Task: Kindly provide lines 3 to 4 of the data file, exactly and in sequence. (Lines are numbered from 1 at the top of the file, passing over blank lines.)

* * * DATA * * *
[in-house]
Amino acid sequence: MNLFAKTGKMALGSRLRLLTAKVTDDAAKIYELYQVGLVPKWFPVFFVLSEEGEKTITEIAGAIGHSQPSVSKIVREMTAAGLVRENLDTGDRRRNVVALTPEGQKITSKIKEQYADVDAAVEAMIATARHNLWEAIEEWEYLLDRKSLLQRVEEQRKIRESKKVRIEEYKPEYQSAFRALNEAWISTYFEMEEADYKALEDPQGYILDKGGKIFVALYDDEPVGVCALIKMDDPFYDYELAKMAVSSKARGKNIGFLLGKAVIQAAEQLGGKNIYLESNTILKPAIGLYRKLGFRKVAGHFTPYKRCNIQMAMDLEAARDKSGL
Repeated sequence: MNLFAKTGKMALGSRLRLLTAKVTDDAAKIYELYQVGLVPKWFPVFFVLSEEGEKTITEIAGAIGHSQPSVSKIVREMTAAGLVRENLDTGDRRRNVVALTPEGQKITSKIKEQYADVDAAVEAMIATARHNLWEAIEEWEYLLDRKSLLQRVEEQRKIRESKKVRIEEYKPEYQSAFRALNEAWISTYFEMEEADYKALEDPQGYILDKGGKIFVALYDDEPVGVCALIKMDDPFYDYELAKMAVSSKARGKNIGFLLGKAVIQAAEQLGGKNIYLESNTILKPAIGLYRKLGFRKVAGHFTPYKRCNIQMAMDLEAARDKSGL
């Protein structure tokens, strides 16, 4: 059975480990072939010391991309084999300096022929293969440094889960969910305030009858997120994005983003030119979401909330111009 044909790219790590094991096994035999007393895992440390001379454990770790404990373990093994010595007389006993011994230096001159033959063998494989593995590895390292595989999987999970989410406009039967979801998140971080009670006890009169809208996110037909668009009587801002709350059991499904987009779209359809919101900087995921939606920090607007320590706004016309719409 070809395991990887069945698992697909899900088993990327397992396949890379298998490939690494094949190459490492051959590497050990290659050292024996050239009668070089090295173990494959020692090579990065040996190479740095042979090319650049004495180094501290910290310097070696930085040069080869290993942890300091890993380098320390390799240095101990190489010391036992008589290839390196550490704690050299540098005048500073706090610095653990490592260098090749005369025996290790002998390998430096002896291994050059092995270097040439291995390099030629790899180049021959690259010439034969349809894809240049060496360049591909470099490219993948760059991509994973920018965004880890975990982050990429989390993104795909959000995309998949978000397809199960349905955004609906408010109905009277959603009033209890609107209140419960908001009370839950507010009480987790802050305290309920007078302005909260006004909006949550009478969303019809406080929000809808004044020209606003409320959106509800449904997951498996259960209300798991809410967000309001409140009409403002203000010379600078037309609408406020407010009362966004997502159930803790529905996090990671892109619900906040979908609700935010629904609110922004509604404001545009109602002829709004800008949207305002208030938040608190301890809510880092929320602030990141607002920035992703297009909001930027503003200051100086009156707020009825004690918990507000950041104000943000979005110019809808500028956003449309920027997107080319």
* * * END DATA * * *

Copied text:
Repeated sequence: MNLFAKTGKMALGSRLRLLTAKVTDDAAKIYELYQVGLVPKWFPVFFVLSEEGEKTITEIAGAIGHSQPSVSKIVREMTAAGLVRENLDTGDRRRNVVALTPEGQKITSKIKEQYADVDAAVEAMIATARHNLWEAIEEWEYLLDRKSLLQRVEEQRKIRESKKVRIEEYKPEYQSAFRALNEAWISTYFEMEEADYKALEDPQGYILDKGGKIFVALYDDEPVGVCALIKMDDPFYDYELAKMAVSSKARGKNIGFLLGKAVIQAAEQLGGKNIYLESNTILKPAIGLYRKLGFRKVAGHFTPYKRCNIQMAMDLEAARDKSGL
């Protein structure tokens, strides 16, 4: 059975480990072939010391991309084999300096022929293969440094889960969910305030009858997120994005983003030119979401909330111009 044909790219790590094991096994035999007393895992440390001379454990770790404990373990093994010595007389006993011994230096001159033959063998494989593995590895390292595989999987999970989410406009039967979801998140971080009670006890009169809208996110037909668009009587801002709350059991499904987009779209359809919101900087995921939606920090607007320590706004016309719409 070809395991990887069945698992697909899900088993990327397992396949890379298998490939690494094949190459490492051959590497050990290659050292024996050239009668070089090295173990494959020692090579990065040996190479740095042979090319650049004495180094501290910290310097070696930085040069080869290993942890300091890993380098320390390799240095101990190489010391036992008589290839390196550490704690050299540098005048500073706090610095653990490592260098090749005369025996290790002998390998430096002896291994050059092995270097040439291995390099030629790899180049021959690259010439034969349809894809240049060496360049591909470099490219993948760059991509994973920018965004880890975990982050990429989390993104795909959000995309998949978000397809199960349905955004609906408010109905009277959603009033209890609107209140419960908001009370839950507010009480987790802050305290309920007078302005909260006004909006949550009478969303019809406080929000809808004044020209606003409320959106509800449904997951498996259960209300798991809410967000309001409140009409403002203000010379600078037309609408406020407010009362966004997502159930803790529905996090990671892109619900906040979908609700935010629904609110922004509604404001545009109602002829709004800008949207305002208030938040608190301890809510880092929320602030990141607002920035992703297009909001930027503003200051100086009156707020009825004690918990507000950041104000943000979005110019809808500028956003449309920027997107080319």